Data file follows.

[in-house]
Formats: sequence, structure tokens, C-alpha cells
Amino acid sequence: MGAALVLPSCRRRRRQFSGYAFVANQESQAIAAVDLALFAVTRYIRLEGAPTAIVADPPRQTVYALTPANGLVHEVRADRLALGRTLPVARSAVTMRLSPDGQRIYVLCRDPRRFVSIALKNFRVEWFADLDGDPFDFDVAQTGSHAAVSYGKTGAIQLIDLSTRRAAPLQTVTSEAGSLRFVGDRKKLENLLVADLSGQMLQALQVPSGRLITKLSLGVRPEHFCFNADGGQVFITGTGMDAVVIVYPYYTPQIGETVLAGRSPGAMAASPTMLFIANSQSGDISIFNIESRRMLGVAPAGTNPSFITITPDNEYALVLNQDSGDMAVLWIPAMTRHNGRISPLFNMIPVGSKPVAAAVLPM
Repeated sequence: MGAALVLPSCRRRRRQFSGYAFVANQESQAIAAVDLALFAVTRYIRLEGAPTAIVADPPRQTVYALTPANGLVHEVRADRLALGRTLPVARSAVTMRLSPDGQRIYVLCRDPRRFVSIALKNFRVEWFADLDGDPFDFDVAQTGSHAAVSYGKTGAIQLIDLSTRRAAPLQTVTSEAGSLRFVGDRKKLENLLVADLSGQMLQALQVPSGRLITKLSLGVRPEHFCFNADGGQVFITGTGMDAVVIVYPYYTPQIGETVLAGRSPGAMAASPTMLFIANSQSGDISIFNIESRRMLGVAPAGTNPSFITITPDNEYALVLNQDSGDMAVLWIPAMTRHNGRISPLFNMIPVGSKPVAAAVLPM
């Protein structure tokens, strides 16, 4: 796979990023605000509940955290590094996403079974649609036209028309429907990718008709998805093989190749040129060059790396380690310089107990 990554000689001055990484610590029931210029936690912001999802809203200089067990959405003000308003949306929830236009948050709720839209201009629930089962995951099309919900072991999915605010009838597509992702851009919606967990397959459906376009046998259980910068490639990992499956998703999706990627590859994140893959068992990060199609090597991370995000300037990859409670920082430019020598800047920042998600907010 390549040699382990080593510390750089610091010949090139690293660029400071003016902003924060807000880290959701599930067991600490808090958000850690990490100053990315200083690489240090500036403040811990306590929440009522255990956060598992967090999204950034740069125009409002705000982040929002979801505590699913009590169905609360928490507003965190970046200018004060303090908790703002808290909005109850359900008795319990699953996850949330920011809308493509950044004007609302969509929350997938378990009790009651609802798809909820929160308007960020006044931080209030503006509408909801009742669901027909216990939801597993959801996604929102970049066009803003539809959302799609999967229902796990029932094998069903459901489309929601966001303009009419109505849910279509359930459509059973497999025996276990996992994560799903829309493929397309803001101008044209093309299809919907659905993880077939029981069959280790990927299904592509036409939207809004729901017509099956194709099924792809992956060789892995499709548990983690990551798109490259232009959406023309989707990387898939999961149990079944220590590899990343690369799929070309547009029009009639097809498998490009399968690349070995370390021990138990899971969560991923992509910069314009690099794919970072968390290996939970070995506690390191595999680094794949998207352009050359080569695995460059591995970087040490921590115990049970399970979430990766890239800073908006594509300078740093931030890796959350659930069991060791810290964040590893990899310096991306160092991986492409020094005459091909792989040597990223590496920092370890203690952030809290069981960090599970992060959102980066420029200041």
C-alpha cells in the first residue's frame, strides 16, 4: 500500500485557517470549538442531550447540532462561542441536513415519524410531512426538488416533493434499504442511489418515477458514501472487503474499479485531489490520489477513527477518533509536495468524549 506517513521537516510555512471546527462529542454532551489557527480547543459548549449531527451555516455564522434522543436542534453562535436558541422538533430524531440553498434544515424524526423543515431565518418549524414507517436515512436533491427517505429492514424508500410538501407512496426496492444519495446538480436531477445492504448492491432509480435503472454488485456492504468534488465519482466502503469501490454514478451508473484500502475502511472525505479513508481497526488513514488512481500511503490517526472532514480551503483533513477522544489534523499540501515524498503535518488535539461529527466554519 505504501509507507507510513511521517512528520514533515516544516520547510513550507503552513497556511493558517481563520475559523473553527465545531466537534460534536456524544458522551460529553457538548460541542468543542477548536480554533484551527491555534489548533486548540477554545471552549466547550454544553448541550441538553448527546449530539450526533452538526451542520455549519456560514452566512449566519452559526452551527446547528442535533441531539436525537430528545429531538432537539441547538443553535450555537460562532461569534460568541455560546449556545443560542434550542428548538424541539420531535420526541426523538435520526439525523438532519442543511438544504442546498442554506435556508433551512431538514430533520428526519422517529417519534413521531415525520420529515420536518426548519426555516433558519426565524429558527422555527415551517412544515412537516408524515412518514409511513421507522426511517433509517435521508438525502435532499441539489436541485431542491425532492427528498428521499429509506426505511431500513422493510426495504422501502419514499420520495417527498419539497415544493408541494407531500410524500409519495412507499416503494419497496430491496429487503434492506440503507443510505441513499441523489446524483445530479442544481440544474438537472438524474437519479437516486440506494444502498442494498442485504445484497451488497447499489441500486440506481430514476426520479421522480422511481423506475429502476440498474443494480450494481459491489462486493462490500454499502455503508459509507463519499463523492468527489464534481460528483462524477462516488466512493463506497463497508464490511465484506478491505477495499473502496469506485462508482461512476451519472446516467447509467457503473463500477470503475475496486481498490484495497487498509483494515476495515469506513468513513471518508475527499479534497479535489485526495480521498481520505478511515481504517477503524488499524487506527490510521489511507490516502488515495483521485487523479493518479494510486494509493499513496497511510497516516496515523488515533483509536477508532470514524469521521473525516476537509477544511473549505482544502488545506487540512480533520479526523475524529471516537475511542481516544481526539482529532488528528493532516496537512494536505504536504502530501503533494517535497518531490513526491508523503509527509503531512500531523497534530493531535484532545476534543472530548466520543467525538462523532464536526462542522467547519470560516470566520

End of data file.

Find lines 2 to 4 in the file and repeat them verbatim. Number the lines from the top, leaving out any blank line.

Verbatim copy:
Formats: sequence, structure tokens, C-alpha cells
Amino acid sequence: MGAALVLPSCRRRRRQFSGYAFVANQESQAIAAVDLALFAVTRYIRLEGAPTAIVADPPRQTVYALTPANGLVHEVRADRLALGRTLPVARSAVTMRLSPDGQRIYVLCRDPRRFVSIALKNFRVEWFADLDGDPFDFDVAQTGSHAAVSYGKTGAIQLIDLSTRRAAPLQTVTSEAGSLRFVGDRKKLENLLVADLSGQMLQALQVPSGRLITKLSLGVRPEHFCFNADGGQVFITGTGMDAVVIVYPYYTPQIGETVLAGRSPGAMAASPTMLFIANSQSGDISIFNIESRRMLGVAPAGTNPSFITITPDNEYALVLNQDSGDMAVLWIPAMTRHNGRISPLFNMIPVGSKPVAAAVLPM
Repeated sequence: MGAALVLPSCRRRRRQFSGYAFVANQESQAIAAVDLALFAVTRYIRLEGAPTAIVADPPRQTVYALTPANGLVHEVRADRLALGRTLPVARSAVTMRLSPDGQRIYVLCRDPRRFVSIALKNFRVEWFADLDGDPFDFDVAQTGSHAAVSYGKTGAIQLIDLSTRRAAPLQTVTSEAGSLRFVGDRKKLENLLVADLSGQMLQALQVPSGRLITKLSLGVRPEHFCFNADGGQVFITGTGMDAVVIVYPYYTPQIGETVLAGRSPGAMAASPTMLFIANSQSGDISIFNIESRRMLGVAPAGTNPSFITITPDNEYALVLNQDSGDMAVLWIPAMTRHNGRISPLFNMIPVGSKPVAAAVLPM